A quality leader facilitates moving others from the place they are now to a better situation. But what do leaders actually do to cause this to happen?
First let’s look at how leadership revolves around vision. It has three parts:
- The leader establishes the vision.
- He aligns the people in that direction.
- He motivates and inspires them to move and keep moving in that direction until they fulfill the vision.
Viewed from this angle, leadership involves movement toward a vision. This is a helpful way to understand leadership – but only if the vision and its implementation are legitimate.
A legitimate vision means two things. First, the vision must genuinely be the will of God – consistent with the spiritual nature of healthy leadership. Apart from union with Christ, we can accomplish nothing of any value:
Abide in Me, and I will abide in you. No branch can bear fruit by itself; it must abide in the vine. Neither can you bear fruit unless you abide in Me. I am the vine; you are the branches. If a man abides in Me and I in him, he will bear much fruit; apart from Me you can do nothing. (John 15:4-5)
A legitimate vision comes from God. Then it becomes the leader’s own vision – something he can share passionately with others, calling them to sacrifice and endurance in its pursuit. Without the divine initiation, man’s vision is mere human ambition.
Second, a legitimate vision will genuinely reflect what is good for the people, and not only what is good for the leader – consistent with the servant nature of healthy leadership.
…the Son of Man did not come to be served, but to serve, and to give His life as a ransom for many. (Mark 10:45)
Each of you should look not only to your own interests, but also to the interests of others. Your attitude should be the same as that of Christ Jesus: Who, being in very nature God, did not consider equality with God something to be grasped, but made Himself nothing, taking the very nature of a servant… (Phil. 2:4-7)
To the elders among you, I appeal as a fellow elder, a witness of Christ’s sufferings and one who also will share in the glory to be revealed: Be shepherds of God’s flock that is under your care, serving as overseers – not because you must, but because you are willing, as God wants you to be; not greedy for money, but eager to serve; not lording it over those entrusted to you, but being examples to the flock. And when the Chief Shepherd appears, you will receive the crown of glory that will never fade away. (1 Pet. 5:1-4)
The leader should first prayerfully determine, often with input from the people, what the right direction – the legitimate vision – actually is. Then, he should help the people to face reality, to deal with the true need or opportunity, and to think and act appropriately.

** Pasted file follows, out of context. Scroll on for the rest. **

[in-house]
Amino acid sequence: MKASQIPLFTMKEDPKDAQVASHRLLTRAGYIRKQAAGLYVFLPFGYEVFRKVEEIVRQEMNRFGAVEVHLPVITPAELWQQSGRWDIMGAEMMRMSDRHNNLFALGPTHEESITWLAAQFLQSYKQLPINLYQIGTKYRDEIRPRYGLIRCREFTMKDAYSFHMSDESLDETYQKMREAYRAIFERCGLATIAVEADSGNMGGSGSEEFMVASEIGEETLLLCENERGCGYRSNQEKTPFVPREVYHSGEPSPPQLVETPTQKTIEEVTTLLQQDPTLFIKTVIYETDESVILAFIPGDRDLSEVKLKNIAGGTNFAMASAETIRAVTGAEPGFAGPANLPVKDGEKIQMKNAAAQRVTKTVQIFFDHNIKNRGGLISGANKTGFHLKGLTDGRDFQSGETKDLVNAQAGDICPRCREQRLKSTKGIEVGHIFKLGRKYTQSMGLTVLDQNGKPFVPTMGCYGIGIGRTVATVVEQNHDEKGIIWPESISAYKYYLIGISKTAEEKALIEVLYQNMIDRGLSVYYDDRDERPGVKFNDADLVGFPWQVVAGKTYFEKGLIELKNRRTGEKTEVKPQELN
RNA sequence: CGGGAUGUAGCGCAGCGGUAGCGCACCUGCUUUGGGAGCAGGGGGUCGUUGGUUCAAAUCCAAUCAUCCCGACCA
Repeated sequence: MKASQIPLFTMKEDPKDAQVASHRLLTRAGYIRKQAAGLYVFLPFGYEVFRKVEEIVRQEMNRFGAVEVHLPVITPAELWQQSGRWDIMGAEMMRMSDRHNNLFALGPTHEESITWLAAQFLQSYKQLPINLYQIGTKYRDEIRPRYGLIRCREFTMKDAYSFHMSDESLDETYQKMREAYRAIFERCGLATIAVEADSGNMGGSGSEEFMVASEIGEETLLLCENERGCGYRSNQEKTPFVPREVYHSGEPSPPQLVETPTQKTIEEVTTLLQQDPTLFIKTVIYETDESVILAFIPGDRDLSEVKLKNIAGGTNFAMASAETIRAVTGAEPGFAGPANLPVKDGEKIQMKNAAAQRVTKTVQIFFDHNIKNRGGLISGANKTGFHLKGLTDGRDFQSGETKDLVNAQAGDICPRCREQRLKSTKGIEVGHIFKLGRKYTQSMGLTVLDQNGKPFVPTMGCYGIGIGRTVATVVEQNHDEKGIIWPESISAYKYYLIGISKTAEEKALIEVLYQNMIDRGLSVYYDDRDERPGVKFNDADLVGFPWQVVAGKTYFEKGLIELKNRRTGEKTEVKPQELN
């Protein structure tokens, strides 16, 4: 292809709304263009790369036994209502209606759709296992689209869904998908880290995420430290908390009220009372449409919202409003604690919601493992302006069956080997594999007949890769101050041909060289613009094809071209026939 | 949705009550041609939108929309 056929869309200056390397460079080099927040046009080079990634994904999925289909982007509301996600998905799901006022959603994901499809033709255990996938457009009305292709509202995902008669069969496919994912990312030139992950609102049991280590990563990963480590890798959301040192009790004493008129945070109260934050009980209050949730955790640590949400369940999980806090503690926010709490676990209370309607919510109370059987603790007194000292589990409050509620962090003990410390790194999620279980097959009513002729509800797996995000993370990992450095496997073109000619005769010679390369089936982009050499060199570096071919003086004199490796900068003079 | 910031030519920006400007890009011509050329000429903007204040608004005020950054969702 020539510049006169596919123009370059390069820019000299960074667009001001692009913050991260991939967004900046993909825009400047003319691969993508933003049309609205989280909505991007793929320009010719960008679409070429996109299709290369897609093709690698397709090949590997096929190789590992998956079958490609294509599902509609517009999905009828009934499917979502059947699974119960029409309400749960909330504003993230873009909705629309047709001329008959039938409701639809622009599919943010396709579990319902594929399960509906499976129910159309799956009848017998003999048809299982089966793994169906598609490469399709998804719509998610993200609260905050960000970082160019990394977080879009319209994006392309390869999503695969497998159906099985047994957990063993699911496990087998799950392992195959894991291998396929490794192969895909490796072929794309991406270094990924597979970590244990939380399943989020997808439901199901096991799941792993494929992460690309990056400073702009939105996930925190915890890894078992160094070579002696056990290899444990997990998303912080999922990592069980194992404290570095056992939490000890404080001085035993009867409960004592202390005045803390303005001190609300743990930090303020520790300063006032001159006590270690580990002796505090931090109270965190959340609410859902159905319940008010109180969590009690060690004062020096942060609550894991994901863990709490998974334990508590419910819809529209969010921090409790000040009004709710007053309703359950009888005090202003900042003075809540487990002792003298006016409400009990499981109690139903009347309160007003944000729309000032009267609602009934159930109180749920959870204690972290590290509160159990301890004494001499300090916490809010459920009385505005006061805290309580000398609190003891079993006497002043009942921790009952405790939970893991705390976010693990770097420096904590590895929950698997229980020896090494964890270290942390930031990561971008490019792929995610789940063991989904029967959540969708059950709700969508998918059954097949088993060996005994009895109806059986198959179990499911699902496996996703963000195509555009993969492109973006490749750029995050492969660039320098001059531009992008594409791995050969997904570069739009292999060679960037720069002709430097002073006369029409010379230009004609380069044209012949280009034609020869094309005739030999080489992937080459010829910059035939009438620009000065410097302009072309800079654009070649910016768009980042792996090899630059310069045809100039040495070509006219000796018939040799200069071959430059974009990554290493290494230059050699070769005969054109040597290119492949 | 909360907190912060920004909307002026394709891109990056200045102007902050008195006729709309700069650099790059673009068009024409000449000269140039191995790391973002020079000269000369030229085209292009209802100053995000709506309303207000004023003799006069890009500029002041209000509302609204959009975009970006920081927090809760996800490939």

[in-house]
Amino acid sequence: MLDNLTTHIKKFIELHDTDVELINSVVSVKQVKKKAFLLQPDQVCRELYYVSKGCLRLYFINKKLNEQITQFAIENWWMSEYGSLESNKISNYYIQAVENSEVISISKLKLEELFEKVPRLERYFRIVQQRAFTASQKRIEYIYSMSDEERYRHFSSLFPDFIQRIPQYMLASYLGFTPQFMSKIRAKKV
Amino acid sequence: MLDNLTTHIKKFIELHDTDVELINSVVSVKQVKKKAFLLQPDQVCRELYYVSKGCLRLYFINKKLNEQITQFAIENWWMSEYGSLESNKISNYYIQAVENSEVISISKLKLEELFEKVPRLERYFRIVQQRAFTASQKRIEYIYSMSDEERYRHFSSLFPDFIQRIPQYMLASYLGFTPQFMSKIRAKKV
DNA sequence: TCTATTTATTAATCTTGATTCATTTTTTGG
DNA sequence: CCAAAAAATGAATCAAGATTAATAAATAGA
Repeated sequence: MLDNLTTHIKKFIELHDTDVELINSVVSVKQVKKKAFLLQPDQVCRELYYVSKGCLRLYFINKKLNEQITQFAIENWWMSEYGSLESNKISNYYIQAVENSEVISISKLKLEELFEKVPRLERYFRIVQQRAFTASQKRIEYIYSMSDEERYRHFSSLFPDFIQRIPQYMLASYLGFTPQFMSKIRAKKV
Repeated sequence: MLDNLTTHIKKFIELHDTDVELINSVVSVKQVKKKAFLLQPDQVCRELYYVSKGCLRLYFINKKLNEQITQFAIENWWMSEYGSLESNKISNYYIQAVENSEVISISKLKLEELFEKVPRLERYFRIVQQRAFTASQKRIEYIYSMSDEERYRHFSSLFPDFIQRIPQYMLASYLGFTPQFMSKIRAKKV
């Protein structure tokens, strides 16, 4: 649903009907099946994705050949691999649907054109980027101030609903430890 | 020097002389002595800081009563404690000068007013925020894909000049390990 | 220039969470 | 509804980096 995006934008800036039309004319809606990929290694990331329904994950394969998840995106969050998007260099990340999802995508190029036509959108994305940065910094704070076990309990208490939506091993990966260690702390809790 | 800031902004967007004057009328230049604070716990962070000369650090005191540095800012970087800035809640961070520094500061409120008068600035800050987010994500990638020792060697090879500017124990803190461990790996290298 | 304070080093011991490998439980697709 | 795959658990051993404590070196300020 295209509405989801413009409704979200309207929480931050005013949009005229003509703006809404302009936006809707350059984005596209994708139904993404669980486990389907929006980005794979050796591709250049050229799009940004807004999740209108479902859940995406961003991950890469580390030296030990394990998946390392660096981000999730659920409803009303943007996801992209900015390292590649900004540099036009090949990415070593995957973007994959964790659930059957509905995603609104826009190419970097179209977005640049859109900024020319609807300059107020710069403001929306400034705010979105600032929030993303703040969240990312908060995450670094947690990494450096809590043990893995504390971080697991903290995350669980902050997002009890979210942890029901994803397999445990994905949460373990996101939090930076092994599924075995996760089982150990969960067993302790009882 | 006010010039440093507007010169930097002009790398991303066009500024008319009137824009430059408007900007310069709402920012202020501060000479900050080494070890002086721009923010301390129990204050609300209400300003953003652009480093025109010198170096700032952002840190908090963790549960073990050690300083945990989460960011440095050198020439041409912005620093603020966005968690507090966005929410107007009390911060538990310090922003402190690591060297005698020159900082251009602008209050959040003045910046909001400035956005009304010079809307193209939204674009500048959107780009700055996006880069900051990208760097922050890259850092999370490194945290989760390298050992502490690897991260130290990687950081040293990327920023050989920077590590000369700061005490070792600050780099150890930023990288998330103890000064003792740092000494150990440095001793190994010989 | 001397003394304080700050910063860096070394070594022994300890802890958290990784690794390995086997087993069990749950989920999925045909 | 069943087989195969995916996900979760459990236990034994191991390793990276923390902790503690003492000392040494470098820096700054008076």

Not only must the vision be valid, the implementation of the vision must also be legitimate. Healthy leadership is not just a matter of having strong convictions (a vision) and then unilaterally imposing them on a group of people. The leader’s course of action should not be selling the people on his vision, and then using his personal powers of persuasion (or coercion) to get them to follow it.
Even when the vision itself is right, the exercise of leadership to fulfill that vision can be terribly wrong resulting in damage to the people. History is filled with examples of leaders who had high and ethical intentions, but whose stubborn pursuit of a single, unchanging strategy deeply hurt the very people they were sincerely trying to serve.
The exercise of healthy leadership is not a simple adherence to a predetermined series of actions, but it is a continuously-changing engagement with emerging needs and opportunities. This process of reflection, learning and adjustment must happen in the midst of the action within the community of the people who are being served and led.
Thus, the healthy leader does not make the people move as they pursue the vision – he helps them to move. He helps them to learn, to grow, to respond, to think well, and to act well.
We short-change the idea of visionary leadership if we think it refers to big-talking, charismatic personalities who manipulate the people to accomplish their own predetermined and self-serving purposes. At its heart, visionary Christian leadership means union with Christ to know His purposes and then serving the people in the unfolding fulfillment of that legitimate vision.
We have seen a new “leader” elected or hired, who soon announced that the organization had a new “vision,” that s/he had recently defined for us without our input. Usually, such visions prove nothing more than a rather vaguely-expressed purpose statement, such as “To know Christ and to make him known.” Well, everybody smiles and carries on as before.
Each organization, or its official head, will define for itself what is vision, then formulate a vision statement accordingly. One way in which some organizations get more action from their statements is to distinguish in practice:
Vision = How things will be different in a foreseeable future.
Purpose = The activities that may lead to realizing that vision.
Mission = A structure and plan adopted to accomplish the purpose.
Goals = Precisely-defined, verifiable, targets that fulfill parts of the vision.
Objectives = Verifiable targets that lead to fulfilling a goal.
Assessment = Precise descriptions of current conditions that must change.
Evaluation = Precise descriptions of how much conditions have changed.
Management = Empowering others to accomplish their part in all of the above.